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Interfaith Worshipers Celebrate Sea, Surf

Interfaith Worshipers Celebrate Sea, Surfi
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Mike O'Sullivan
October 16, 2012 8:51 PM
A recent interfaith worship service on a California beach an hour south of Los Angeles celebrated the ocean and the state's surfing culture. Christians, Muslims, Jews and others in attendance believe the ocean teaches lessons about life and faith. Mike O'Sullivan reports for VOA.
Interfaith Worshipers Celebrate Sea, Surf
Mike O'Sullivan
A recent interfaith worship service on a California beach an hour south of Los Angeles celebrated the ocean and the state's surfing culture.  Christians, Muslims, Jews and others in attendance believe the ocean teaches lessons about life and faith.

Each morning at Huntington Beach, which calls itself Surf City, the surfers are out early to catch the waves.

It is a passion and a lifestyle, said veteran surfer Tom Morey, who invented a modified surfboard called the boogie board.

“Surfing for me is creation's most succinct metaphor, best metaphor, for how to live your life. Surf your life,” said Morey.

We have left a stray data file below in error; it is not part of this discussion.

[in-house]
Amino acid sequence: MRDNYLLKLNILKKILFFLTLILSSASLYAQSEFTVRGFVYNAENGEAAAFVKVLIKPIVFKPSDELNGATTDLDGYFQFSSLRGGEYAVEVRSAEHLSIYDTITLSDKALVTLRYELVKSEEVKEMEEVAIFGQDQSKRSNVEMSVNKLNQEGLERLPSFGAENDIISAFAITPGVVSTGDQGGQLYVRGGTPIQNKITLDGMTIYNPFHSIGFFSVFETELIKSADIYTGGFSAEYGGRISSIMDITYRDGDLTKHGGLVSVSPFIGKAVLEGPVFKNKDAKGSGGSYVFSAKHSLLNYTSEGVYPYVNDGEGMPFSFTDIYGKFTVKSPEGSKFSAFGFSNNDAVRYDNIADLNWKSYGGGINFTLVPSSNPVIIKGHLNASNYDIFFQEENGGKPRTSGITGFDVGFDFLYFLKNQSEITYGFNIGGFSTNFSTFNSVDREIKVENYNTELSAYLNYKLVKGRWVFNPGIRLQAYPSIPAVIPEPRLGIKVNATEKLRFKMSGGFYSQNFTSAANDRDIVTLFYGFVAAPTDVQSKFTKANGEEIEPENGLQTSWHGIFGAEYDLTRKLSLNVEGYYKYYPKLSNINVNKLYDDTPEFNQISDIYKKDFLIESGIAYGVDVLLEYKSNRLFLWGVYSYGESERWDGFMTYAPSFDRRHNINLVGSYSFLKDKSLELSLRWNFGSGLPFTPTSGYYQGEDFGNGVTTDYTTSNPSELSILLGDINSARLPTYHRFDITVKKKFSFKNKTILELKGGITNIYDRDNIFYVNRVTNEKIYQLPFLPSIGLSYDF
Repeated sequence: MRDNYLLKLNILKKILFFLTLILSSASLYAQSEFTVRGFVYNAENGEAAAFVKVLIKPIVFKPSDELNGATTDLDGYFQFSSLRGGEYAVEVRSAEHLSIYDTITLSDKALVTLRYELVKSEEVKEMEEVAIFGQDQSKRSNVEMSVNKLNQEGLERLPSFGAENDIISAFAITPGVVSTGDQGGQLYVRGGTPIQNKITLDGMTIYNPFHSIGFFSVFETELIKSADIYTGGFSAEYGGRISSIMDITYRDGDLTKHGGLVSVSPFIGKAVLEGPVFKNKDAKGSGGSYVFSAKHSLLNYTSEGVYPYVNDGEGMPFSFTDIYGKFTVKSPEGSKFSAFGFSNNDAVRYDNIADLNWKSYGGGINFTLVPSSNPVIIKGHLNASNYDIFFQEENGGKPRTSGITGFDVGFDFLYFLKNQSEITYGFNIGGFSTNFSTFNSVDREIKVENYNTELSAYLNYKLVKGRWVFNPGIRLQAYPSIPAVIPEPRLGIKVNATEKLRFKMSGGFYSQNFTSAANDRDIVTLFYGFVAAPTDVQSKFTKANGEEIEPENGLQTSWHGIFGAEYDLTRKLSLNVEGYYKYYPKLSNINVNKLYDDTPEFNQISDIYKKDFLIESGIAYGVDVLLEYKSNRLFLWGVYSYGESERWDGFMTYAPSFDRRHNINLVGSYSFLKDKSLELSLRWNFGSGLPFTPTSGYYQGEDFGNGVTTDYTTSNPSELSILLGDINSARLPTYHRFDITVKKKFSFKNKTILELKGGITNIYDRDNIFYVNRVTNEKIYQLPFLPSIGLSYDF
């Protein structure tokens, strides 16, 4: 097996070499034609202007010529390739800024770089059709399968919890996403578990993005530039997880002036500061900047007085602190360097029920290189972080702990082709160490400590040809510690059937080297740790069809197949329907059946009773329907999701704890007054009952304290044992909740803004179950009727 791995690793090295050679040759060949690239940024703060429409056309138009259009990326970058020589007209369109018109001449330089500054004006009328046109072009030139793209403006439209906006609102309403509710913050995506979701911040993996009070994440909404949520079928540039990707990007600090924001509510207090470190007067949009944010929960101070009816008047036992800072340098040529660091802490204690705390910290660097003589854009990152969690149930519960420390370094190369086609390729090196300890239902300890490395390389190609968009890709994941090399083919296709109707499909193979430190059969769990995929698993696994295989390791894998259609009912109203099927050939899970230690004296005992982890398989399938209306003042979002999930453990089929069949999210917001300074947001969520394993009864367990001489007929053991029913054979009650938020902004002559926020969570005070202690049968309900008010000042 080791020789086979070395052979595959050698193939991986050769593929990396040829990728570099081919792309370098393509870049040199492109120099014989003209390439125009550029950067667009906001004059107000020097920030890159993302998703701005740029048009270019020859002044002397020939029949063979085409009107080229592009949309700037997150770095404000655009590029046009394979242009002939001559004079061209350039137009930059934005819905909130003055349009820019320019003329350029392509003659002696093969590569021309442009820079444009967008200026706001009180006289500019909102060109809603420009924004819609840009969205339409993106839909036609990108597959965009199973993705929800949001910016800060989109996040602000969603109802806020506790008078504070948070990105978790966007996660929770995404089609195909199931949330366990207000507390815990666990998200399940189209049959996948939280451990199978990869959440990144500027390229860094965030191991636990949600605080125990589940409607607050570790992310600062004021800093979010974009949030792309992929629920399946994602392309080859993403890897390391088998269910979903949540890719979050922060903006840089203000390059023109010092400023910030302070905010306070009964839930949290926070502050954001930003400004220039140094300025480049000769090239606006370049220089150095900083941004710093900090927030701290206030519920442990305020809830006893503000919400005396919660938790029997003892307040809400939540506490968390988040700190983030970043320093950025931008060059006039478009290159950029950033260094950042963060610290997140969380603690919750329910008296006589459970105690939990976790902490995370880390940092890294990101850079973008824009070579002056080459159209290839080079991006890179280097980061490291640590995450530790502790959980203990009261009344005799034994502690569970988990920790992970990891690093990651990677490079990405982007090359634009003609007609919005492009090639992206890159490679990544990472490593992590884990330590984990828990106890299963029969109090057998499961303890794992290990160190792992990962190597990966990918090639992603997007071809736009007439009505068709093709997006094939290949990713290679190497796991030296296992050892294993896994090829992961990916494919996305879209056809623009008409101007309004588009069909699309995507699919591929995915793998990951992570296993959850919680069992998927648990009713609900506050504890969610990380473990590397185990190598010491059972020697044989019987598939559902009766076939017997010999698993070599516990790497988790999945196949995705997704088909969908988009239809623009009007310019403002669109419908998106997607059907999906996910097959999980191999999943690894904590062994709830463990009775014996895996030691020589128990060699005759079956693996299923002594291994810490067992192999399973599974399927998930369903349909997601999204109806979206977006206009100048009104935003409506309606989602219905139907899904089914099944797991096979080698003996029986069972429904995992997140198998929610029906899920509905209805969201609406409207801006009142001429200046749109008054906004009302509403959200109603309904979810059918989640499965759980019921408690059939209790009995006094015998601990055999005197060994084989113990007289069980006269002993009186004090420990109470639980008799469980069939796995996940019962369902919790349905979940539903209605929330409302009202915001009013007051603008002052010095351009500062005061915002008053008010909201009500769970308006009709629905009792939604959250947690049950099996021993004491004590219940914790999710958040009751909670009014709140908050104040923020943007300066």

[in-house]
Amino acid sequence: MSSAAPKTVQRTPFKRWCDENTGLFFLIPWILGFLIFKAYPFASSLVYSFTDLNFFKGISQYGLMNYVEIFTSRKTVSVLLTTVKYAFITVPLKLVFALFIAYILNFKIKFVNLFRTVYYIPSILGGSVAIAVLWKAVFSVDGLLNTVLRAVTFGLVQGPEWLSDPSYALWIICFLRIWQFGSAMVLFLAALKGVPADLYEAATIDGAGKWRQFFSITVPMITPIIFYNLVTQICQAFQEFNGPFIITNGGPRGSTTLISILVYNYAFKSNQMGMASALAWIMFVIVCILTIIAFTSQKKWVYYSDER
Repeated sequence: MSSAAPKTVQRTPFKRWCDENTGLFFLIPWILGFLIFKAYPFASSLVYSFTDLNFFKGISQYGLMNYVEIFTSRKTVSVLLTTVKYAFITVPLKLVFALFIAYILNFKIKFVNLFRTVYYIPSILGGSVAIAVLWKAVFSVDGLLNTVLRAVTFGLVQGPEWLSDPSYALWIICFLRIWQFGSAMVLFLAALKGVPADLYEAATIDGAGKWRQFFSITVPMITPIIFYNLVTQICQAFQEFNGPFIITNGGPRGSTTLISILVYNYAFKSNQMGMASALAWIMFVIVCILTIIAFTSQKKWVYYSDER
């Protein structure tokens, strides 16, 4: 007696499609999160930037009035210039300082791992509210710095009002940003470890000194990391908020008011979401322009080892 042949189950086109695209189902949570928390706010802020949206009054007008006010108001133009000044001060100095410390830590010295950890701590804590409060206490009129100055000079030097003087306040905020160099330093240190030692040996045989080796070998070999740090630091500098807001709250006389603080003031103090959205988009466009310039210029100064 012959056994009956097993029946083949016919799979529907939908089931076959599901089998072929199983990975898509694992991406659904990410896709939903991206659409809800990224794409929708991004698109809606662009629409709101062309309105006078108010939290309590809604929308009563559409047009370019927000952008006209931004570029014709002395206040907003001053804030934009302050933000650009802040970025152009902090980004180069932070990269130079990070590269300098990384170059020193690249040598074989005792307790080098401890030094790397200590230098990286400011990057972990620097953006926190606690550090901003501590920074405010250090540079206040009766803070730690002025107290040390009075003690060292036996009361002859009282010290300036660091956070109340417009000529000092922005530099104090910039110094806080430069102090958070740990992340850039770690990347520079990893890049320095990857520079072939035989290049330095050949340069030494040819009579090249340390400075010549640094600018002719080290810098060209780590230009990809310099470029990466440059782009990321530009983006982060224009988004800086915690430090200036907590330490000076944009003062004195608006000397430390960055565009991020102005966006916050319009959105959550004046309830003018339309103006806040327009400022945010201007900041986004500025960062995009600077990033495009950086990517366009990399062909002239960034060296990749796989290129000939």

Hang 10

These surfers say their goal is to catch a wave and ride it. Once a year, an interfaith service called the "Blessing of the Waves" draws surfers and others to talk about their love of the ocean.

A Muslim leads an Islamic prayer. A synagogue member blows the Jewish ram's horn called the shofar.

Zoroastrian Maneck Bhujwala reads a prayer in the ancient Avestan language.

“So we actually have prayers for all the major elements of nature, including the water,” said Bhujwala.

Heaven on Earth

A choir of immigrants from the island nation of Tonga and other local artists provide music.

Two Catholic priests also presided over the service. Both are avid surfers who are at home on this beachfront. After the service, both went in for a swim.  

Father Christian Mondor, 87-years old, was helped onto a surfboard and caught a small breaking wave. He was happy to get in the water.

“It takes a lot of skill, but it is a wonderful feeling when you are moving with the ocean, especially when you get to stand up and ride them [waves] wherever you want. Just to be in the water is such an invigorating experience. It is great to be back, all wet again,” said Mondor.

There is much to be thankful for, said Dean Torrence, who was half of the 1960s pop duo Jan and Dean. They helped to popularize surf music with songs like Surf City.

“The sand, the ocean, the blue sky, the weather. I mean, what could be better? I am very, very, very blessed to be here in a place that we call Surf City,” said Torrence.

Those who gathered here say for those of any faith, this beachfront setting is inspirational.

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